Of the 1256 DNA samples used for the genotyping test, results are available from 1168 samples; the genotype of 88 samples is missing because of technical reasons. No deviation from the Hardy–Weinberg equilibrium was observed for the V249I and for the T280M polymorphisms, and the 2 polymorphisms resulted in partial linkage disequilibrium (D′=0.82 and R2=0.36) as already shown.9–11 The genotype frequencies are presented in Table 1. Age, gender, total cholesterol, low-density lipoprotein cholesterol, high-density lipoprotein cholesterol, triglyceride, systolic and diastolic blood pressure, body mass index, and glucose levels did not differ between the subjects with the VV, the VI, and the II 249 genotype (Table 1). Similar results were obtained for the T280M polymorphism (Table 1), although triglyceride levels were lower in subjects with the MM genotype (Table 1). Although a higher number of females were observed in the MM group, the difference of male/female distribution between the genotypes was not statistically different. When data were stratified for gender, triglyceride levels resulted lower in the MM group regardless of gender, but these differences were not statistically significant because of the low number of MM subjects in each group.
No association between IMT and V249I variants was observed (Figure), whereas significantly reduced IMT was observed in subjects with the MM280 genotype (0.57±0.12 mm) compared with subjects with the TT (0.65±0.14 mm) or the TM (0.65±0.13 mm) genotype (P=0.014 and P=0.007, respectively; Figure). In addition, the relationship between MM280 and lower IMT remained significant after multivariate adjustment for age, plasma lipids, glycemia, and blood pressure. When the interaction between lifestyle-related risk factors such as smoking with the T280M polymorphism was investigated, MM280 frequent smokers (>10 cigarettes for day) showed a significant lower IMT (0.63±0.13 mm) compared with TT (0.67±0.11 mm) or the TM (0.69±0.10 mm) carriers (P=0.049 and P=0.018, respectively), confirming the protective role of the MM280 genotype independent of smoking.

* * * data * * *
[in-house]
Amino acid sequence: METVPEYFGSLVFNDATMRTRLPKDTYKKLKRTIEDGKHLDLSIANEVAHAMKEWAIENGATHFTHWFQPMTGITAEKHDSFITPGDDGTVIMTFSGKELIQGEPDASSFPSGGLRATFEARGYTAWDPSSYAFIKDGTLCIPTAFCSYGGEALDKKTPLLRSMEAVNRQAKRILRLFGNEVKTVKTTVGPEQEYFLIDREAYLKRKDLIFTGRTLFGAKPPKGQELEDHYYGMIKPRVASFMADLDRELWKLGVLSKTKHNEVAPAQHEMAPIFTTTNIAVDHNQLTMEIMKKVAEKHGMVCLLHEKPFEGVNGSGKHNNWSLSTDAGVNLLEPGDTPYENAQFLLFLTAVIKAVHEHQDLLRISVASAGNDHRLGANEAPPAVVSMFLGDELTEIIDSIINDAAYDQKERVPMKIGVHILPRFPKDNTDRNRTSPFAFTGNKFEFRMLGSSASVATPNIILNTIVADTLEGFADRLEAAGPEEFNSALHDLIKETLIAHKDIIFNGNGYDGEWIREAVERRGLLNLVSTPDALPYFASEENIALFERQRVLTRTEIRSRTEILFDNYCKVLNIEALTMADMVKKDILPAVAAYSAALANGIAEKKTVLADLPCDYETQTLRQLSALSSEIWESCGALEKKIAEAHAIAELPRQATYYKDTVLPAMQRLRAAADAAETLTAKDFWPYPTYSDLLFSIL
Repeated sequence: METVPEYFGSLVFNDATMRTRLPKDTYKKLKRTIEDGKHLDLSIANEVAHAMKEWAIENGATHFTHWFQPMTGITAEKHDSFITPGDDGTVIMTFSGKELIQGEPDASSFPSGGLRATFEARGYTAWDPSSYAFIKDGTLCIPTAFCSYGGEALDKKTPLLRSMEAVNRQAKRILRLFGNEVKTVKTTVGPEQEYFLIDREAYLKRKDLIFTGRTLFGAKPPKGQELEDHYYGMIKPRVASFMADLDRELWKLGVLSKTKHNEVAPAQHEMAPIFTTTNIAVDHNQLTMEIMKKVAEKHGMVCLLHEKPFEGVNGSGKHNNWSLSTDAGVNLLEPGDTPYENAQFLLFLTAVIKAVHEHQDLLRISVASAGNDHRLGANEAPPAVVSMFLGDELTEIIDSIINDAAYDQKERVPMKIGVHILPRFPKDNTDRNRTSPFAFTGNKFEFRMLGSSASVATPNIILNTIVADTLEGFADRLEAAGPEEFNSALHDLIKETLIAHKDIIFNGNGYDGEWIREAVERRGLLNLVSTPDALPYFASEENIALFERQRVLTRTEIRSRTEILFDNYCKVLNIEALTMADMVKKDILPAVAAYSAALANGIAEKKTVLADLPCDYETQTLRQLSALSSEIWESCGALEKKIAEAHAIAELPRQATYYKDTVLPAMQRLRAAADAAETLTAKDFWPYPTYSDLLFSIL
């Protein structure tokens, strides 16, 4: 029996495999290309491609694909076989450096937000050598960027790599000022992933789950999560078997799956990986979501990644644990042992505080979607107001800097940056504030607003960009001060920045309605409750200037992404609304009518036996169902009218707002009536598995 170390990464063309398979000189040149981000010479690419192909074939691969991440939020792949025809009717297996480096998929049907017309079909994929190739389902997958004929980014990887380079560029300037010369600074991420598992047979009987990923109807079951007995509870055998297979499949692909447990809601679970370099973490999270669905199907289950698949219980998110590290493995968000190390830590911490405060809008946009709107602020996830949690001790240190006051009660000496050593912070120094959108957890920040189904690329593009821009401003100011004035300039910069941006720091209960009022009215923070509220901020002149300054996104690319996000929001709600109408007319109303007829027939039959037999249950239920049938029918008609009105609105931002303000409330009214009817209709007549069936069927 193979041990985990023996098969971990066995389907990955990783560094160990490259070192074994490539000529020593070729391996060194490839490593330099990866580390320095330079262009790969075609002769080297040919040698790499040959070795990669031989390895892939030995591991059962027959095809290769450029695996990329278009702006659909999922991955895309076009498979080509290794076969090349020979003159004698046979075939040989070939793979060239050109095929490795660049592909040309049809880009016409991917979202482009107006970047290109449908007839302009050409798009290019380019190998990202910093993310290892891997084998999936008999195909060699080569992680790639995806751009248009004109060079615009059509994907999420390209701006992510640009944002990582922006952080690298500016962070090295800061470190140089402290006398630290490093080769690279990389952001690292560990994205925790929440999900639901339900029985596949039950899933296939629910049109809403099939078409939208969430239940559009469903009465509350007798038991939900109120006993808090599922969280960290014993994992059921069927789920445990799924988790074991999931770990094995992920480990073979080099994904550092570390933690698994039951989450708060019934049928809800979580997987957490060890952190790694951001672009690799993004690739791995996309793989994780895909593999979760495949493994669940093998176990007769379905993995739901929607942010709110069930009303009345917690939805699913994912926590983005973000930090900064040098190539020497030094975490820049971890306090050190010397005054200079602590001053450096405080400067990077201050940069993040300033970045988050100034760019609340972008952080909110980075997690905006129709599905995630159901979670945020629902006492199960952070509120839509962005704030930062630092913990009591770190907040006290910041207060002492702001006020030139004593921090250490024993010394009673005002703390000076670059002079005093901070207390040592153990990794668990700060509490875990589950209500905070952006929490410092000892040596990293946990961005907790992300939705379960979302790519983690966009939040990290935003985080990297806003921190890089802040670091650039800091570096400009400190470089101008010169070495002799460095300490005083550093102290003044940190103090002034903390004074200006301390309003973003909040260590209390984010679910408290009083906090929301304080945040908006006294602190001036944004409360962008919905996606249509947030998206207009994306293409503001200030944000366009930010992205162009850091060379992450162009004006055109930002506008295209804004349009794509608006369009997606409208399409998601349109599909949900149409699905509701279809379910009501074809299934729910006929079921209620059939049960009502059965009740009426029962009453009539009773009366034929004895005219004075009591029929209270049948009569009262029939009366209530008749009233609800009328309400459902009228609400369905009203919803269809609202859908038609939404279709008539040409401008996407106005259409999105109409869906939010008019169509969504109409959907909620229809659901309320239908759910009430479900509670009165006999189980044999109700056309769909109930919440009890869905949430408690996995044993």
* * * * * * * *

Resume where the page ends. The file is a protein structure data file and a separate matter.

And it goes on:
The analysis of the combined genotype showed that of the 9 possible genotypes, 7 genotypes were detected in our population (Table 2), with the VV249/TT280 being the most represented (56.8% of the population). Subjects with the VI249/MM280 or the II249/MM280 genotype showed significantly reduced IMT compared with subjects with the other combined genotypes (Table 2).
The major finding of this study is that human subjects with the fractalkine receptor M280 rare allele have a reduced IMT compared with individuals homozygous or heterozygous for the T280 allele.
CX3CR1 is involved in tethering and arrest of leukocytes, thus it has been suggested as a key mediator of atherogenesis. Pioneer studies investigated the role of CX3CR1 polymorphisms in small cohorts of case-control studies showing that the presence of the I249/M280 haplotype is associated with a reduced risk of acute coronary events13 and coronary artery disease.9 In a large case-control study, only the presence of the M280 allele was associated with lower risk of cardiovascular disease,10 a protective effect on the occurrence of acute coronary syndrome15 and internal carotid artery occlusive disease,11 whereas the presence of the I249 in the absence of M280 was associated with a worse outcome.
Our results extend these findings as we demonstrate for the first time in a large free-living population setting a correlation between the presence of the M280 allele and carotid IMT that appears to be independent of the major risk factors for cardiovascular disease. Our data suggest a possible protective effect of the M280 allele on the early stages of atherosclerosis and the associated inflammatory response, in agreement with the observation by McDermott showing that leukocytes from homozygous M280/I249 donors have a markedly decreased adhesive function, signaling, and chemotaxis,10 setting the stage for further investigation in this area.